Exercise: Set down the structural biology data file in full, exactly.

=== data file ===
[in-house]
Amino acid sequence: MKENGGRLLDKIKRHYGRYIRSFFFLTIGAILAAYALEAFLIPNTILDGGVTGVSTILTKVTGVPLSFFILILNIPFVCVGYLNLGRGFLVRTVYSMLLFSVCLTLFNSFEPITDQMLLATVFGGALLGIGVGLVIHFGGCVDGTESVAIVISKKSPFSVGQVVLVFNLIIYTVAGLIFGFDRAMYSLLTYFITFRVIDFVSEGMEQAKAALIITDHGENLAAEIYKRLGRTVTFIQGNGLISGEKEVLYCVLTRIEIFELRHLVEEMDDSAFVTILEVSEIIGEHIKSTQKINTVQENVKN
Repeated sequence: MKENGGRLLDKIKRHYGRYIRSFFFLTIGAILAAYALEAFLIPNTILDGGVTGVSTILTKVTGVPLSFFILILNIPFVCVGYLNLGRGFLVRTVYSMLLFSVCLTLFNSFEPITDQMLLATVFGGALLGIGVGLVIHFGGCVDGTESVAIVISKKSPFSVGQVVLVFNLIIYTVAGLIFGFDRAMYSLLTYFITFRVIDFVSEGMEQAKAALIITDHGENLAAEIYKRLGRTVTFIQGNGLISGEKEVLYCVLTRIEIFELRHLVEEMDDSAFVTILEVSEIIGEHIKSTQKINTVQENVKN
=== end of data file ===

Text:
[in-house]
Amino acid sequence: MKENGGRLLDKIKRHYGRYIRSFFFLTIGAILAAYALEAFLIPNTILDGGVTGVSTILTKVTGVPLSFFILILNIPFVCVGYLNLGRGFLVRTVYSMLLFSVCLTLFNSFEPITDQMLLATVFGGALLGIGVGLVIHFGGCVDGTESVAIVISKKSPFSVGQVVLVFNLIIYTVAGLIFGFDRAMYSLLTYFITFRVIDFVSEGMEQAKAALIITDHGENLAAEIYKRLGRTVTFIQGNGLISGEKEVLYCVLTRIEIFELRHLVEEMDDSAFVTILEVSEIIGEHIKSTQKINTVQENVKN
Repeated sequence: MKENGGRLLDKIKRHYGRYIRSFFFLTIGAILAAYALEAFLIPNTILDGGVTGVSTILTKVTGVPLSFFILILNIPFVCVGYLNLGRGFLVRTVYSMLLFSVCLTLFNSFEPITDQMLLATVFGGALLGIGVGLVIHFGGCVDGTESVAIVISKKSPFSVGQVVLVFNLIIYTVAGLIFGFDRAMYSLLTYFITFRVIDFVSEGMEQAKAALIITDHGENLAAEIYKRLGRTVTFIQGNGLISGEKEVLYCVLTRIEIFELRHLVEEMDDSAFVTILEVSEIIGEHIKSTQKINTVQENVKN